when the market is ready for them.

How does your PPU work under Vista and the new API DirectX10

PhysX is fully compatible with Vista and DirectX10. DirectX 10 is a pure graphics API, which requires very high performance graphics chips to fully exploit its full potential, this makes Vista and Direct10 systems perfect for PhysX accelerators - enabling realistic graphical rendering of leading edge PhysX enabled games.


Are there Windows Vista drivers available right now?

We have had VISTA drivers available for download some months before the launch of Vista.

Do you have drivers for Linux? Mac OSX?

We have drivers for some ports of Linux. Currently we do not have hardware PhysX support under Mac OSX.

Will you give the possibility to Overclock your Physx card? What are your feelings about overclocking?

The value of overclocking cards depends on where the bottlenecks in the games are. There are currently no games shipping in which hardware accelerated PhysX is the bottleneck, by design. Physics simulation is critical to the realism of the game and great care is taken in our software and hardware to prevent any negative impact to the overall performance and experience. Some PhysX benchmarks could show benefit of increased performance - that's about all.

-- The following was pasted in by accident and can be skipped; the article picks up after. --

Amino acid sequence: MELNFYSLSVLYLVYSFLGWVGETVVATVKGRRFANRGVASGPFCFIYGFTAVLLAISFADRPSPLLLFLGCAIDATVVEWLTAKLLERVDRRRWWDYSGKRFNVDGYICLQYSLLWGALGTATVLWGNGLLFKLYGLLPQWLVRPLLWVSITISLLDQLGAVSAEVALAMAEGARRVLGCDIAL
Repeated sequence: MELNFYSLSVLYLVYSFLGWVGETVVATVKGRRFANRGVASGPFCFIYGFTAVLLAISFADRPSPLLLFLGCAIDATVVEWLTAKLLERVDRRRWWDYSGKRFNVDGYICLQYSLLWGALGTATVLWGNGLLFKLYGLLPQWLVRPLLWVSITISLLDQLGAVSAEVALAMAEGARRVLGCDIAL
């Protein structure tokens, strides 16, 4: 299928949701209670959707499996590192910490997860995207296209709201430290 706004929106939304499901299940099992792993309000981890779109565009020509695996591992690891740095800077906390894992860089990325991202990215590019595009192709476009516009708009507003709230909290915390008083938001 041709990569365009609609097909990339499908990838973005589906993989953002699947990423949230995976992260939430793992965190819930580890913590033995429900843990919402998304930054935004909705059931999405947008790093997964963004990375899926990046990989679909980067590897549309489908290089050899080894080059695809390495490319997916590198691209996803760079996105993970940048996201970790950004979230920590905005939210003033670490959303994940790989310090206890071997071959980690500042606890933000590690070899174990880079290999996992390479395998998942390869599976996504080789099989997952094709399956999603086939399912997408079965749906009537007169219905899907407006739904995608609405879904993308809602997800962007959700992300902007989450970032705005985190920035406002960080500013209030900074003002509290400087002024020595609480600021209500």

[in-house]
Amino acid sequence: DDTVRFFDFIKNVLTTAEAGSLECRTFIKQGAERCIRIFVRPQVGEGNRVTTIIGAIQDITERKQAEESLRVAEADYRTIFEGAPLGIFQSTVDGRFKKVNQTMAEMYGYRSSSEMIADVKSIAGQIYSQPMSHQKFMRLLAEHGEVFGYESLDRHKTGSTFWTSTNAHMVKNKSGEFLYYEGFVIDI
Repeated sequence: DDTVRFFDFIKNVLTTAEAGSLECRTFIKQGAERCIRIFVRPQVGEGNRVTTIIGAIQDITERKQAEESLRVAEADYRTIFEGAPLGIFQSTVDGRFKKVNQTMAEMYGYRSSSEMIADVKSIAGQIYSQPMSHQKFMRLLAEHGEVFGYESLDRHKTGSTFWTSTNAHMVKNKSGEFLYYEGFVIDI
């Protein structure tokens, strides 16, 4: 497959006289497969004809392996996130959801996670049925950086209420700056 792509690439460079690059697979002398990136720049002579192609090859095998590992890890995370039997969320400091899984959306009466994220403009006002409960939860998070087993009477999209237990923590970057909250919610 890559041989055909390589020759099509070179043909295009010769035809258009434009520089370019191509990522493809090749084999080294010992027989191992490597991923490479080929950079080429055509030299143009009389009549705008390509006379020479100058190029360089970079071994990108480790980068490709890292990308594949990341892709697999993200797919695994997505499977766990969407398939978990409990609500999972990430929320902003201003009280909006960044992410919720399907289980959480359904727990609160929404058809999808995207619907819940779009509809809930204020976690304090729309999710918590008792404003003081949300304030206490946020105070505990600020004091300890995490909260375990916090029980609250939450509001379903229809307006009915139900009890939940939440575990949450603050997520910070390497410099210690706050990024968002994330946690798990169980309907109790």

Do you plan to support two or more card working in parallel?

Yes.

Can your PPU make other GPGPU kind of calculation?

The PPU can be used for accelerating other calculations in scientific, engineering and financial applications such as DCC, video encoding/decoding, financial options pricing, CAD applications, medical imaging etc. We are working with partners on each of these applications

If so do you have a software in development like NVIDIAs CUDA that lets you program in C to run GPGPU on G80?

Yes.

Do you have plans or is it possible to use PPU on mobile devices?

Yes

Do you have plans on working with AMD, NVIDIA or Intel to integrate you PPU chip on other devices?

We are engaged in talks with these and other partners to integrate the PPU on other devices.

Are you planning to release more models of physics cards, like mid range or low end cards, that are less expensive?

Currently we have one model of the PhysX card being shipped. As the game developers become more sophisticated in the use of physics in games, we envision a spectrum of PhysX offerings.